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Employment Claims Workplace Relations Commission

How to Make a Complaint to the Workplace Relations Commission (WRC)

Workplace-Relations-Commission

The Workplace Relations Commission (WRC) is the new body which, from 1st October 2015, will hear all cases concerning complaints about breaches of employment and equality law in the workplace.

To make a complaint you need to fill out the Workplace Relations Complaint form which you can access here.

WRC Procedures in Investigating and Hearing Complaints

Fill out the Workplace Relations Complaint form accurately, and submit it online.

Be careful, though, that the complaint has been received by the WRC.

You should receive an acknowledgement of receipt immediately; if you don’t, follow up with the WRC.

Most complaints or disputes must be notified within 6 months (different time limits apply to complaints under the Redundancy Payment Acts and Equality Acts) of the alleged breach of your right; 12 months will be allowed in exceptional circumstances and you must show reasonable cause for the delay to an adjudication officer.

All material, documents, correspondence will be copied to the other party so that both parties will have all relevant documents relating to the complaint.

If a complaint is frivolous or vexatious an adjudication officer has the power to dismiss it.  (Section 42 Workplace Relations Act, 2015).

In certain cases, unless one or both parties object, mediation may be used to try to resolve the issue. Mediation is voluntary, confidential, and without prejudice.

Employment Equality and Constructive Dismissal Cases

In Employment Equality and constructive dismissal complaints a statement must be submitted by the complainant, who has the burden of proof in these two categories of cases.

Employment Equality Cases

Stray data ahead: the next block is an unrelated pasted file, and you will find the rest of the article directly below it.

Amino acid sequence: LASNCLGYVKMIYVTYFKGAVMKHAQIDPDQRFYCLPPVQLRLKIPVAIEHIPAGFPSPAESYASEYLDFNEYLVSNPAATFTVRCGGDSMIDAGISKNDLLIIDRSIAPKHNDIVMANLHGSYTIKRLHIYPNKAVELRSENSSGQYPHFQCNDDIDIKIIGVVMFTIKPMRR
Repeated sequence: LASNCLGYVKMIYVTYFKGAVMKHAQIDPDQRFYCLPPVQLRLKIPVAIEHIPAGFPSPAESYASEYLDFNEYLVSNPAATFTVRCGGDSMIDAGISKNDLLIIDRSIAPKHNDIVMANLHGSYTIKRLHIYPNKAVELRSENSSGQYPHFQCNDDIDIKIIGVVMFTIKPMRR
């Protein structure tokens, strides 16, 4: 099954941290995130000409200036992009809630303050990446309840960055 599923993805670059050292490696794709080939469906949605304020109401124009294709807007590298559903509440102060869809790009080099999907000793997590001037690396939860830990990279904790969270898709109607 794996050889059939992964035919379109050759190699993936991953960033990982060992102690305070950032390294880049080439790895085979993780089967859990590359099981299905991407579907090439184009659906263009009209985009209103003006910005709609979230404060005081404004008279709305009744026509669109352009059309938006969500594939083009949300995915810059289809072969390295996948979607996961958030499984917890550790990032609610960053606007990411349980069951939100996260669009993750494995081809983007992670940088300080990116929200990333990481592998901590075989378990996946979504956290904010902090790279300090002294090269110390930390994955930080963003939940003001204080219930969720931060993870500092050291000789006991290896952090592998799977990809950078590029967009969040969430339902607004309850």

In this type of case you must give as much detail on the form itself as possible. You must set out the fact, link the facts to the alleged discrimination, and provide any other relevant information to support your case.

Constructive Dismissal Cases

The same requirement applies to constructive dismissal cases. You must set out the facts leading to your quitting the employment, whether you invoked the grievance procedure (you should), any investigation carried out, and any other relevant information.

Other Unfair Dismissal Cases

In other unfair dismissal cases the burden of proof is on the employer/respondent. He has to submit a statement setting out the facts leading to the dismissal including any disciplinary hearing held, investigation, appeal, and so forth.

This must be submitted within 21 days of request from the WRC.

All Other Employment and Equality Cases

A statement should be submitted by the respondent within 21 days of receiving the complaint form from the WRC setting out any legal points he wishes to make, for example there was no dismissal or the complainant was not an employee.

The Hearing

Each party may be asked to give a list of witnesses he proposes to call, and the reason.

If the complainant does not attend the hearing the Adjudication Officer can dismiss the complaint.

If the respondent does not appear a decision may be made in his absence by the Adjudication Officer.

All of these WRC hearings are private and members of the public are not permitted to attend.

After the hearing a decision will be sent out by the Adjudication Officer within 28 days, or as soon as possible thereafter.

Importantly, the WRC hearing is held in private, with the names of the parties being anonymised for publication on the Workplace Relations website.

You might also be interested in questioning at WRC hearings and 10 rules for cross examination.

Appeals

Either party may appeal to the Labour Court. If there is no appeal the decisions is legally binding and can be enforced through the District Court. Appeals to the Labour Court are public.

Here’s a link to the WRC guide to Procedures in the Investigation and Adjudication of Employment and Equality Complaints.